Taking into account a real-world approach to economic growth, it is relevant to highlight the ideas of Keynes, Minsky, Kalecki, Rifkin in order to re-think current economic growth challenges
1. Uncertainty read more
The latest UK (un)employment data (August) show at worst some stalling of the relatively high pace of the growth of employment. But there is no sign of any kind of Brexit cliff.
The latest UK retail sales data show a 4,1% increase in volume (September). Obviously, people care more about earnings growth (2% higher wages and 1,6% more employment compared with one year ago) than about Brexit. This surprised me: average store prices were 1,1% lower than one year before.
The latest UK data on the government deficit and debt show that the UK does not comply with the Maastricht criteria. Between 2009 and 2015, the government deficit however declined from 10% of GDP (or about 25% of government expenditure) to about 4% of GDP.
This is not EU (yet). Yes, Trumps effort to mobilize poll watchers reminds me of Mussolini’s ‘Blackshirts’. Read more…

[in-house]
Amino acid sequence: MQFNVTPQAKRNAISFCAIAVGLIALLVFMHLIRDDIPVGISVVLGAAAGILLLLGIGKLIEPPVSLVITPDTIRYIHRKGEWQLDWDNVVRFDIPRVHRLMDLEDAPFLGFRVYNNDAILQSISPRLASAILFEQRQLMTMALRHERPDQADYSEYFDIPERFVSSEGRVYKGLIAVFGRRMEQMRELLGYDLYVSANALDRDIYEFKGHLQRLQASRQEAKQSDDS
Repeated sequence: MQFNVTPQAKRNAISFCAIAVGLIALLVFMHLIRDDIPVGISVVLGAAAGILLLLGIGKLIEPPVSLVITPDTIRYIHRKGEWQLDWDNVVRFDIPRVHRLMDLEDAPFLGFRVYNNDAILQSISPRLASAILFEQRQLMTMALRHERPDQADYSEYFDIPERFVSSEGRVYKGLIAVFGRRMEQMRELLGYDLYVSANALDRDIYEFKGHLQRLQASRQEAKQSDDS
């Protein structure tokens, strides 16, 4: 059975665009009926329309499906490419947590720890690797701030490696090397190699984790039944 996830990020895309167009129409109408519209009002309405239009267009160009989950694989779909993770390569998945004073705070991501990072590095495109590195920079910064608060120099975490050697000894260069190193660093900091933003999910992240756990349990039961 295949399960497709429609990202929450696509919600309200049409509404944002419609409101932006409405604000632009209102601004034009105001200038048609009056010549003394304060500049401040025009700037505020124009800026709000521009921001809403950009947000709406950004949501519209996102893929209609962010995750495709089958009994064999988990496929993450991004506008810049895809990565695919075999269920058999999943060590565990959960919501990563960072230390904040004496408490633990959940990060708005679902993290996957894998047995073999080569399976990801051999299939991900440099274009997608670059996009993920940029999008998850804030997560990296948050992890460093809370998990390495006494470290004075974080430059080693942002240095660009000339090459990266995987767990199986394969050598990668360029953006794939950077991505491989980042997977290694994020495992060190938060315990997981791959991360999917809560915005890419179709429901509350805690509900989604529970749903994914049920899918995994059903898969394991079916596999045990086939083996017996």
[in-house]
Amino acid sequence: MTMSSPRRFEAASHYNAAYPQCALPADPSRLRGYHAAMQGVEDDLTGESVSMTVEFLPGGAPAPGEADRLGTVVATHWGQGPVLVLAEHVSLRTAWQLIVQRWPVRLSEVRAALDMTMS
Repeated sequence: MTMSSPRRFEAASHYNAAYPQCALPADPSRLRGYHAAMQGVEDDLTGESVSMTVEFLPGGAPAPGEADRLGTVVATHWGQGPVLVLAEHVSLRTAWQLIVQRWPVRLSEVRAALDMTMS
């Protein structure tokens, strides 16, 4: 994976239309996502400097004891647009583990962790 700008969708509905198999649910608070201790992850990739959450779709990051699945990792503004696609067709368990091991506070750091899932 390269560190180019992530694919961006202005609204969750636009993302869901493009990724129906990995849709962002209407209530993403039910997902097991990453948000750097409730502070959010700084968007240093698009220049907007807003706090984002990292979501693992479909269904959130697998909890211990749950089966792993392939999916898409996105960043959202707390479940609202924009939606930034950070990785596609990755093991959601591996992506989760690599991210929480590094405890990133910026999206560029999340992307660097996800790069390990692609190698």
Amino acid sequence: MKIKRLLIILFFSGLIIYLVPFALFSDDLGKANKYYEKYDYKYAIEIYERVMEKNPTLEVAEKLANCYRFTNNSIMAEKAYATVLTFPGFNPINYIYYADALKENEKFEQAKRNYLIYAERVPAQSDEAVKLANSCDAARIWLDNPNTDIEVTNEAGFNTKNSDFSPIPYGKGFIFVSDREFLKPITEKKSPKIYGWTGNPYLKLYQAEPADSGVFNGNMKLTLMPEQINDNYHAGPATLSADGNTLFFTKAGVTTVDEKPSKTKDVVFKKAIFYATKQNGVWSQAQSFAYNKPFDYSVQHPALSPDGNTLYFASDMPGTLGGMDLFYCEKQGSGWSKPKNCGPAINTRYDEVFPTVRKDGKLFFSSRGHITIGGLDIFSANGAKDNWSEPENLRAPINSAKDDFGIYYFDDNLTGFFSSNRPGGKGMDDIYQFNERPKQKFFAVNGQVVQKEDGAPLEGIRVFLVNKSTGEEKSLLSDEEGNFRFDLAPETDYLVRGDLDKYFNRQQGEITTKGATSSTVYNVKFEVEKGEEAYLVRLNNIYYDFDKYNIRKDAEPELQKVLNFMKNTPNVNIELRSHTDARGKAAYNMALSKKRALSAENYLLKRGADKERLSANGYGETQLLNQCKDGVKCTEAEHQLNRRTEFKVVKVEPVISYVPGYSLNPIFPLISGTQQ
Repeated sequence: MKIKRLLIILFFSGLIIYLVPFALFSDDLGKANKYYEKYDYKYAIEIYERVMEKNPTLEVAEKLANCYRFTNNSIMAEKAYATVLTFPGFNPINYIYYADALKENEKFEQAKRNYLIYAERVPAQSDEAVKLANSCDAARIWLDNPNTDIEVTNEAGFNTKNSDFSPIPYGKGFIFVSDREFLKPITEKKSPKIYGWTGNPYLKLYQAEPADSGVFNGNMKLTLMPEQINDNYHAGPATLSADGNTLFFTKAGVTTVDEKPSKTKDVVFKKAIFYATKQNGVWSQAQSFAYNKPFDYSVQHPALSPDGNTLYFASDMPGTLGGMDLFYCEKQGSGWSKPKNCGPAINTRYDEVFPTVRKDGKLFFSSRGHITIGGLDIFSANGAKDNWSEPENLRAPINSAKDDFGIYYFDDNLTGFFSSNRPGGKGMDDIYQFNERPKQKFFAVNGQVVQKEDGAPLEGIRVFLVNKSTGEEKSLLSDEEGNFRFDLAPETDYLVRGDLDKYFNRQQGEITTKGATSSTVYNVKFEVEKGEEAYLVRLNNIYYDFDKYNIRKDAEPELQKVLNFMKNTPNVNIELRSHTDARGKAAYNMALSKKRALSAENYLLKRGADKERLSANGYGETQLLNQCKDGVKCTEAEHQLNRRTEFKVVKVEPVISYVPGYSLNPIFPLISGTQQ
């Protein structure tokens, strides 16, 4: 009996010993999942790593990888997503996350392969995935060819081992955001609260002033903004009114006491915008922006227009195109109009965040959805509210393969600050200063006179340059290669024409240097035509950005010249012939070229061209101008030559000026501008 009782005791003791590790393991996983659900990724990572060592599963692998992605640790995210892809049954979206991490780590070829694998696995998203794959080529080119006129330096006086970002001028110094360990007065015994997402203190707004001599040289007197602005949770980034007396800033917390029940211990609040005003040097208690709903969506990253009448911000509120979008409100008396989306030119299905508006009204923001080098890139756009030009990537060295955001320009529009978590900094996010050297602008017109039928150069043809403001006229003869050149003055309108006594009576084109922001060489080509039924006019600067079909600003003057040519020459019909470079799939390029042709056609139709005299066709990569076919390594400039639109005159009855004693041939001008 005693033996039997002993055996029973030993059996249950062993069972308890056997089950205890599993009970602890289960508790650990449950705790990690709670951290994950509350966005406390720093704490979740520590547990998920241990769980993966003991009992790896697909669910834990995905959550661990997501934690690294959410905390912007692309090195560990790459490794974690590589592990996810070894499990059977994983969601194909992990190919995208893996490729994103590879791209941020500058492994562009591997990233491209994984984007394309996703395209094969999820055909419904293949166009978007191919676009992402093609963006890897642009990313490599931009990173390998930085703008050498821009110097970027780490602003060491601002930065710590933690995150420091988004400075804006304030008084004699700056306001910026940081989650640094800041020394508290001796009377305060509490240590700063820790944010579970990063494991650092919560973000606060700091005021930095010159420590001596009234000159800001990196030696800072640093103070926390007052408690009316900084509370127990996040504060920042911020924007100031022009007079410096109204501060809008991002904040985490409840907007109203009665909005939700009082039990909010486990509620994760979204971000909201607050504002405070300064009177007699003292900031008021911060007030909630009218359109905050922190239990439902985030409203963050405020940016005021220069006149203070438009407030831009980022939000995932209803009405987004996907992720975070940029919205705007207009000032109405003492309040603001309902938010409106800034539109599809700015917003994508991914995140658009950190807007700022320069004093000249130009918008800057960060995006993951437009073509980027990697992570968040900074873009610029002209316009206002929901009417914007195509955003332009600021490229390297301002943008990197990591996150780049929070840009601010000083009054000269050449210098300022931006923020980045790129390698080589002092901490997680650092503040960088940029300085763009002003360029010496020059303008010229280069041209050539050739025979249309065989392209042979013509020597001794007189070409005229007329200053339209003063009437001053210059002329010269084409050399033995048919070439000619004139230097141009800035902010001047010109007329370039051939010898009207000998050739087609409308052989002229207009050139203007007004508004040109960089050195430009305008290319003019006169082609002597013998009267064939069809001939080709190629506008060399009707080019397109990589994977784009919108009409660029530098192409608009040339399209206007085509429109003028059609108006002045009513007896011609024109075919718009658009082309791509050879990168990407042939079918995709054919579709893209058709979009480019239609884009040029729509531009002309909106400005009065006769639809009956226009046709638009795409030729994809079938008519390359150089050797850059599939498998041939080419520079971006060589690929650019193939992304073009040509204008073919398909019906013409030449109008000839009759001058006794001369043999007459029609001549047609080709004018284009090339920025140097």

from Jim Stanford
I was somewhat surprised to see Stephen Poloz recently urging economists to do more work identifying and disseminating research on the supposed benefits of free trade. That’s slightly beyond his job description (perhaps more fitting with his last position as head of Export Development Canada). But like economic leaders elsewhere in the world, Mr. Poloz is obviously concerned with the disintegration of popular support for neoliberal free trade deals. That disintegration will have tectonic economic and political consequences.